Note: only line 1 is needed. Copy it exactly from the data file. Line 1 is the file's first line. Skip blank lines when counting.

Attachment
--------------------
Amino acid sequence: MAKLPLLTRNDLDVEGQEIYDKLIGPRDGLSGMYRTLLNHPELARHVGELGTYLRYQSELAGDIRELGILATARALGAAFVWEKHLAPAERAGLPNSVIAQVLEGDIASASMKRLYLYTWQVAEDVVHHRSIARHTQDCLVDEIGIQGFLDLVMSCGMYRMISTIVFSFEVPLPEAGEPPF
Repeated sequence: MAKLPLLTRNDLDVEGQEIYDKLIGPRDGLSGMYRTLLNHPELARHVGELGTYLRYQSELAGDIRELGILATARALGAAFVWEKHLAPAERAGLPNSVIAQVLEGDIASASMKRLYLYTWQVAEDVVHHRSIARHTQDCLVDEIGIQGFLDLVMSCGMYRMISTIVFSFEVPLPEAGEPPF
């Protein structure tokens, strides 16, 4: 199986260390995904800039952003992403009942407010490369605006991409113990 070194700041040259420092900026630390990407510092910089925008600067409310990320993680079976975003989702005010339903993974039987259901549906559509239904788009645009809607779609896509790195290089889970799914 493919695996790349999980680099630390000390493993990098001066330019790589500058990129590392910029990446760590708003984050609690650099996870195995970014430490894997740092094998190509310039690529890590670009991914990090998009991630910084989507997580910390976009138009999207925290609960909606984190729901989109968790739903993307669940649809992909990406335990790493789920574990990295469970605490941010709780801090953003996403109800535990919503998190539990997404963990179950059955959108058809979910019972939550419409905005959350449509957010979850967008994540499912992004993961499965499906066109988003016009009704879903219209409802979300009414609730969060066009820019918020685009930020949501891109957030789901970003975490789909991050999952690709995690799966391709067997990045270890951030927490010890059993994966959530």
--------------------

Amino acid sequence: MAKLPLLTRNDLDVEGQEIYDKLIGPRDGLSGMYRTLLNHPELARHVGELGTYLRYQSELAGDIRELGILATARALGAAFVWEKHLAPAERAGLPNSVIAQVLEGDIASASMKRLYLYTWQVAEDVVHHRSIARHTQDCLVDEIGIQGFLDLVMSCGMYRMISTIVFSFEVPLPEAGEPPF